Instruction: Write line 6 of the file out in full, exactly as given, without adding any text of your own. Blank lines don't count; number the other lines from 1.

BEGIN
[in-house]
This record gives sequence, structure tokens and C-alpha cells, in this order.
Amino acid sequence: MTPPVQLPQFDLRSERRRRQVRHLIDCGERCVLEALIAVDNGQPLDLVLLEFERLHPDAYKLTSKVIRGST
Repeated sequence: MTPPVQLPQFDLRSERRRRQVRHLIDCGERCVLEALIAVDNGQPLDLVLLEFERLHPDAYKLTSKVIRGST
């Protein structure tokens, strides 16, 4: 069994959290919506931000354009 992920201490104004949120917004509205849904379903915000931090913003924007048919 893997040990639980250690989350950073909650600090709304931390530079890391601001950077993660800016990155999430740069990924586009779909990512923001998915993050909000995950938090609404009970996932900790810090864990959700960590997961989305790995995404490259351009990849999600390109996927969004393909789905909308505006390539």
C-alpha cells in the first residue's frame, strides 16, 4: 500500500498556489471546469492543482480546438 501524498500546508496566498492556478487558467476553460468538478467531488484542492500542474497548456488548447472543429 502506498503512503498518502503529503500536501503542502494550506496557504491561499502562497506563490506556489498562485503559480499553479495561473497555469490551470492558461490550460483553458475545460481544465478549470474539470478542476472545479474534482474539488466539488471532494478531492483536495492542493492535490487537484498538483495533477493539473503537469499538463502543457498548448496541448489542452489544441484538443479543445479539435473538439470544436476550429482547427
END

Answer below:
C-alpha cells in the first residue's frame, strides 16, 4: 500500500498556489471546469492543482480546438 501524498500546508496566498492556478487558467476553460468538478467531488484542492500542474497548456488548447472543429 502506498503512503498518502503529503500536501503542502494550506496557504491561499502562497506563490506556489498562485503559480499553479495561473497555469490551470492558461490550460483553458475545460481544465478549470474539470478542476472545479474534482474539488466539488471532494478531492483536495492542493492535490487537484498538483495533477493539473503537469499538463502543457498548448496541448489542452489544441484538443479543445479539435473538439470544436476550429482547427